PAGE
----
North claims successful rocket test
With only a few details and no independent confirmation of what happened, there’s the usual skepticism. But if even only part of the long list of nuclear and missile work that the North has boasted of successfully completing since its fourth nuclear test in January is true, Pyongyang would seem to be barreling ahead toward its goal of nuclear-armed long-range missiles.
The claim Saturday of a successful ground test of an intercontinental ballistic rocket engine, if true, would be another big step forward for young leader Kim Jong-un. But South Korean officials say North Korea doesn’t yet have a reliable intercontinental ballistic missile, let alone the ability to arm it with a nuclear warhead.
The problem, as always, is that nothing has come close to checking North Korea’s advance. International nuclear disarmament talks have been stalled for years, and round after round of tough U.N. sanctions have done little to halt the North’s nuclear tests and long-range rocket launches, both of which are crucial to developing a nuclear missile arsenal.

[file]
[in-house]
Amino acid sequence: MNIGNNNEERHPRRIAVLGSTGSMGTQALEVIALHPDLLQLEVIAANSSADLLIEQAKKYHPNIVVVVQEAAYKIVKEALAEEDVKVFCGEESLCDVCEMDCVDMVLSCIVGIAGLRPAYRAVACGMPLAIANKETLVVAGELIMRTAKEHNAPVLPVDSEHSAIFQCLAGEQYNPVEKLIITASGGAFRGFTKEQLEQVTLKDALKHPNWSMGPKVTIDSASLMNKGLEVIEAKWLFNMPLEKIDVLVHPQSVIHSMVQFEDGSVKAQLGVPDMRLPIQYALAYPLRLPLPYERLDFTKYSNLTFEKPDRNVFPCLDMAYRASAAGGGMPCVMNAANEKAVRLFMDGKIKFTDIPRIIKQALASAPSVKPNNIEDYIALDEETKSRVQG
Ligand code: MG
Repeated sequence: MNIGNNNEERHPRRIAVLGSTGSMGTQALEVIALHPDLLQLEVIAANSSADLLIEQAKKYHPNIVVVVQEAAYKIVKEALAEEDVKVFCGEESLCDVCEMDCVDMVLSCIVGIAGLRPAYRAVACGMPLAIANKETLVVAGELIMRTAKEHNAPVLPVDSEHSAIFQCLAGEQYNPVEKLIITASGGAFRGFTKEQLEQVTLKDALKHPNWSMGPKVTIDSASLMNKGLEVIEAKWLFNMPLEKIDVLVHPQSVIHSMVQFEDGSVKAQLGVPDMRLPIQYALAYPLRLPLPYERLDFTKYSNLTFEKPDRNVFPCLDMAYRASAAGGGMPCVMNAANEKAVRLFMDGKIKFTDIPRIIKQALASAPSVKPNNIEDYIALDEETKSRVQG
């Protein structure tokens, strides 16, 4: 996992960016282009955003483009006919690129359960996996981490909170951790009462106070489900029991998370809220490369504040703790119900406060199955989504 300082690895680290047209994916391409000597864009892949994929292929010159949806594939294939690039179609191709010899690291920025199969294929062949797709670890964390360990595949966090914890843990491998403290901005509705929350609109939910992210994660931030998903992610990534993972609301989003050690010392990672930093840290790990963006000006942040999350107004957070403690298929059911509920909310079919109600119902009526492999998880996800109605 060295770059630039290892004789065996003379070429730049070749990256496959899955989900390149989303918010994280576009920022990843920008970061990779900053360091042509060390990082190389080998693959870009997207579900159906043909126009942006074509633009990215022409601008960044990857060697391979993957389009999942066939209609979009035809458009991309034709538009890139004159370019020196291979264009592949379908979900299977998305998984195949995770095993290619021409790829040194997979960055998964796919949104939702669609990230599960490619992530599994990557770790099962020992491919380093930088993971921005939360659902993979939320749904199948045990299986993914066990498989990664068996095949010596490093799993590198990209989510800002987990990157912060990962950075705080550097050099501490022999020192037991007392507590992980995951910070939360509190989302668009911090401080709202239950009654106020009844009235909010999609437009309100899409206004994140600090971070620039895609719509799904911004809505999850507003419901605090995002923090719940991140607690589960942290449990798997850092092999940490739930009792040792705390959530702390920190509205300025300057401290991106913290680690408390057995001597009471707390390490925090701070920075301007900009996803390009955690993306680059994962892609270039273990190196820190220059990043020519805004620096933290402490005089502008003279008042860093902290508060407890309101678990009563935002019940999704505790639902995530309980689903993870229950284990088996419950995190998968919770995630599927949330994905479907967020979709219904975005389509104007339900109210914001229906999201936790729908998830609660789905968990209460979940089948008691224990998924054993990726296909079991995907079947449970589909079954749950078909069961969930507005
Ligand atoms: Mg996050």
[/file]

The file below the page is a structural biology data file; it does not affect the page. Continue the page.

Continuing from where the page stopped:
The engine test, announced by the North’s official Korean Central News Agency, follows last month’s launch of a medium-range ballistic missile that violated U.N. Security Council resolutions that prohibit any ballistic activities by North Korea. It was the North’s first medium-range missile launch since early 2014.
North Korea has also threatened pre-emptive nuclear strikes against Washington and Seoul and fired short-range missiles and artillery into the sea.
In Washington, State Department spokesman Mark Toner called on North Korea to “refrain from actions and rhetoric that further destabilize the region and focus instead on taking concrete steps toward fulfilling its commitments and international obligations.”